2SHARESShareShareSharePrintMailGooglePinterestDiggRedditStumbleuponDeliciousBufferTumblr Technologies that enhance member engagement, advance digital interaction via the mobile channel, improve security and help credit unions understand accountholders better are the top IT budget priorities heading into 2016.“Rolling out the red carpet for opening and funding new accounts, especially via the mobile channel, is the most valuable digital service for credit unions to offer in 2016, because account growth is the one metric that can’t be neglected,” Hal Tilbury, CEO of the Henderson, Nev., payment processing and document imaging firm Bluepoint Solutions said. continue reading »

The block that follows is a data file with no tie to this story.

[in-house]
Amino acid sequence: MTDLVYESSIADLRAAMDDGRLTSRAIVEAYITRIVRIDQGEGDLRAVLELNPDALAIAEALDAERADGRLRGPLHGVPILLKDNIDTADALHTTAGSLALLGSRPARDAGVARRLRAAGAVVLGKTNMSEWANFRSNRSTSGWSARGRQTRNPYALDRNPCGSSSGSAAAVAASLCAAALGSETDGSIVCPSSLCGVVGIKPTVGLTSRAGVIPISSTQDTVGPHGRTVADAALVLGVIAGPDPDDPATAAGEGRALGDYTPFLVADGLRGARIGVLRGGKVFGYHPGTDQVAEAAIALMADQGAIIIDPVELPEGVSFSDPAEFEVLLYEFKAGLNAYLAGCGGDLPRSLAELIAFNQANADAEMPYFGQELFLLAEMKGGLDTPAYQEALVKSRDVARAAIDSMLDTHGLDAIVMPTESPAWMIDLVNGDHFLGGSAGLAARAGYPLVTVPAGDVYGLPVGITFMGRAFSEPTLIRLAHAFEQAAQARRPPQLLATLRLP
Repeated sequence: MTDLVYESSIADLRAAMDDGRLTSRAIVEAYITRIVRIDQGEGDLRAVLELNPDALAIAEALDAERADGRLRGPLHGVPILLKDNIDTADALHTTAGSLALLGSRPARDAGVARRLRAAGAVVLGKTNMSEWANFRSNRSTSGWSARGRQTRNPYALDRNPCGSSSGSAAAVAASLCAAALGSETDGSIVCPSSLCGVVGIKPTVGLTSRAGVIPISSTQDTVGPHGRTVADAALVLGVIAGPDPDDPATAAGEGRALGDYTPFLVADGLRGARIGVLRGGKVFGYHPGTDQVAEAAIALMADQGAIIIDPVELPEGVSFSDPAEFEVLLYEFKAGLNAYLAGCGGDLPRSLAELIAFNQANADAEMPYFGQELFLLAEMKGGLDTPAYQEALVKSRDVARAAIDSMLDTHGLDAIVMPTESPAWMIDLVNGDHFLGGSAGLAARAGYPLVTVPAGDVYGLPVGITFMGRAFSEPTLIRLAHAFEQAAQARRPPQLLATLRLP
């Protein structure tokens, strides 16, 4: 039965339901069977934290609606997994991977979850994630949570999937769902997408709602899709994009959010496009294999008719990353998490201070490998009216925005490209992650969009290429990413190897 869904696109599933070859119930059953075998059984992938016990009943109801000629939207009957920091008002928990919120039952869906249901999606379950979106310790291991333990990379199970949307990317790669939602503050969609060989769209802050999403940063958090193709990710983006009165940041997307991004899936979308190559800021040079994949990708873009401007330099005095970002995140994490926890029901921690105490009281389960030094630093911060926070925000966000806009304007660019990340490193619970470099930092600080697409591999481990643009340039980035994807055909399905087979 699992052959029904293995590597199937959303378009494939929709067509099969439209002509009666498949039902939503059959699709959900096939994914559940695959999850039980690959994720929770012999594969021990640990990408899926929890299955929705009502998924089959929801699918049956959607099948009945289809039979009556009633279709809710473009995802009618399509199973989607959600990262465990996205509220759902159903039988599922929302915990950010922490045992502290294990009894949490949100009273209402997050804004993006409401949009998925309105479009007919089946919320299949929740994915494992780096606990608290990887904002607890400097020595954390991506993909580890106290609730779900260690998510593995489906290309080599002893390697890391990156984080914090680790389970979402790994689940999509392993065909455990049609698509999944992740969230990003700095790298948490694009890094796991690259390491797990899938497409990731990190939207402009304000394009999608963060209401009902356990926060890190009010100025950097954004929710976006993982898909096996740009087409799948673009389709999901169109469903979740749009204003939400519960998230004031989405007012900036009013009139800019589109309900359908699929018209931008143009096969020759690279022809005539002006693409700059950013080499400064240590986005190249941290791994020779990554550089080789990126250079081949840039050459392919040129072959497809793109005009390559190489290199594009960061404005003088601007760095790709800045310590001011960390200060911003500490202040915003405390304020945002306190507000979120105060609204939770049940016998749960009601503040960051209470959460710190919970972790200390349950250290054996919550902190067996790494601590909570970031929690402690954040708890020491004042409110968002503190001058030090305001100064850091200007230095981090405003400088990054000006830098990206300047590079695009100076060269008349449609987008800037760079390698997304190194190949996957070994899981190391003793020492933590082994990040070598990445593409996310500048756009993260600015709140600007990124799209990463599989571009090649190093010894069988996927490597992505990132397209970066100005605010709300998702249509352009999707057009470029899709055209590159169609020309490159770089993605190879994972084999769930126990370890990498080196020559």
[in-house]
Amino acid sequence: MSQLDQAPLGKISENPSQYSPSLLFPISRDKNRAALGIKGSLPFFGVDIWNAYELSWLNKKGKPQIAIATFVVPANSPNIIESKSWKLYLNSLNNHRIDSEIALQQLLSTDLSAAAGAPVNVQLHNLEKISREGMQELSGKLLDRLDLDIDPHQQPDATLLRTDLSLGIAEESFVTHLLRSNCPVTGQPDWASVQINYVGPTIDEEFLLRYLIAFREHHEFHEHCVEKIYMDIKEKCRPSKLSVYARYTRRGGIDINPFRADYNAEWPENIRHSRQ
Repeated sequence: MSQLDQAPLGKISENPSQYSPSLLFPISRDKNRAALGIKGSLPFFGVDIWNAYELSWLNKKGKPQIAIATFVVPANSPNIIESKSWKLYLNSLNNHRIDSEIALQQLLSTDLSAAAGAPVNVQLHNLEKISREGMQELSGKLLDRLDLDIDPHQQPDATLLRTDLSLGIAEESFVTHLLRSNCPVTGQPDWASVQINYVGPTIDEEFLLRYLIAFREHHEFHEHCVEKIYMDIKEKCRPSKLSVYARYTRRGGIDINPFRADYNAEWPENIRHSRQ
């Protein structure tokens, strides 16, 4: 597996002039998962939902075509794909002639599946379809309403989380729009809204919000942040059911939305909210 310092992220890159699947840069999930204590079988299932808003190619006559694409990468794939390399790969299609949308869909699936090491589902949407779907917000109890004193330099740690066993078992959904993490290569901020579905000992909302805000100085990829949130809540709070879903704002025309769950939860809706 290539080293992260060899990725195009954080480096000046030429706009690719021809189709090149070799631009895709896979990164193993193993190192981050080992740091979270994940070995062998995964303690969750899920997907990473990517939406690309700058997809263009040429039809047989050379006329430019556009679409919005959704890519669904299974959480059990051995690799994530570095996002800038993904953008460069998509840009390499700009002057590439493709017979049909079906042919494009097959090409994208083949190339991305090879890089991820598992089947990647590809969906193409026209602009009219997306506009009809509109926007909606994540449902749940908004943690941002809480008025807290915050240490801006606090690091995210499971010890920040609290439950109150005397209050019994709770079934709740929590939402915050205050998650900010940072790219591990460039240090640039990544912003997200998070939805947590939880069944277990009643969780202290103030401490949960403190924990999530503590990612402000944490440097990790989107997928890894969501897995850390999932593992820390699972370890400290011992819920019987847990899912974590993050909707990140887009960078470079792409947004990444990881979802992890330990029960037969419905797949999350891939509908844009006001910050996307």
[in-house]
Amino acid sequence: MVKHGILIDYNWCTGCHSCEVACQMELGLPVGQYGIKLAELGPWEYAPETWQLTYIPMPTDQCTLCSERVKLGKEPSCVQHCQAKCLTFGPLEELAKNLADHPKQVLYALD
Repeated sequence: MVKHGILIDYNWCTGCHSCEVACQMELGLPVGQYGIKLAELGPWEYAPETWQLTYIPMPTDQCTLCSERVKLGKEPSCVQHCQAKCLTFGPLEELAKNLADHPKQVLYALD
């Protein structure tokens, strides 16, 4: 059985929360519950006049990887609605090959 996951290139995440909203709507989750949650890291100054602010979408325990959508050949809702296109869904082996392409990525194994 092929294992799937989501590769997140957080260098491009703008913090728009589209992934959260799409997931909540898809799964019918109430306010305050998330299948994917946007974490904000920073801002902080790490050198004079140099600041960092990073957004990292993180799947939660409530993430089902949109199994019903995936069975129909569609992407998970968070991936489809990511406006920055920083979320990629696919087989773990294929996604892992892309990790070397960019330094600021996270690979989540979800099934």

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The Newman’s have just sold their property for $920,000 after buying it six years ago for $570,000. They say even though the property market is tough there is still money to be made. They also reckon Toonpan which offers a semi-rural lifestyle is Townsville’s best kept secret. This is Sharee Newman on the property.THE Newman family’s Toonpan home has become a property success story, selling for $920,000 after they purchased it five years ago for $572,000.Sharee Newman, who lives at 242 Mountview Dve with her husband and two children, says the sale is proof there is still money to be made in Townsville’s downtrodden property market.The family gutted the five-bedroom home during a five-month renovation to create a picture perfect homestead sitting in pride of place on 26ha.Even after completing a six-figure renovation, Mrs Newman said they had come away with a healthy profit.“When we bought it in 2012, it was a bit of a mess and they had renters here at the time,” she said.“It was on the market for a long time and we came back to look at it again and the renters had gone and they had cleaned it out but there was still a lot of water damage. “I was pregnant at the time and I just thought, ‘I can’t do this’, but the previous owners had all the right infrastructure in place so we went ahead and bought it.”The property was sold to a Townsville family with three children who want to be able to enjoy a rural lifestyle. Mrs Newman said well-maintained acreage properties were a rarity in Townsville and she felt that was why it sold for such a high price.“I noticed in Townsville that you don’t see a lot of acreage properties of this size where it’s tidy inside and out and I think there is a real lack of these properties in the market,” she said.“We had overseas interest, interstate interest and the rest was locals.More from news01:21Buyer demand explodes in Townsville’s 2019 flood-affected suburbs12 Sep 202001:21‘Giant surge’ in new home sales lifts Townsville property market10 Sep 2020“We’ve kept it well maintained and that’s what really attracted people and within three weeks we had an offer.”The home has a large undercover entertaining area and a six-bay shed, while there is also a dam, bore water, rainwater tank and a pet pig that will be given to the new owners. The dam has been stocked with barramundi and there is a bridge leading to an island in the centre of the dam.She said the home had been a rural paradise and they were sad to be leaving to relocate to Victoria. “We get turtles out of the dam that crawl up to the house, we catch barra out of the dam and you get kangaroos hopping about the place,” she said.“The bird life is amazing and you get storks that are as tall as me and they are like a jumbo jet when they fly in. It’s a great home for kids.”The southern suburb of Toonpan is arguably Townsville’s best-kept secret. It offers a rural lifestyle, large lots, mountain views and tranquillity. The suburb, off the Flinders Highway, mainly hosts owner-occupiers and properties rarely come up for sale.McGrath agent Karyn Voevodin, who sold the property, said the price was a reflection of the limited amount of quality acreage on the market.“I’ve got a number of buyers who are still looking for something similar,” she said.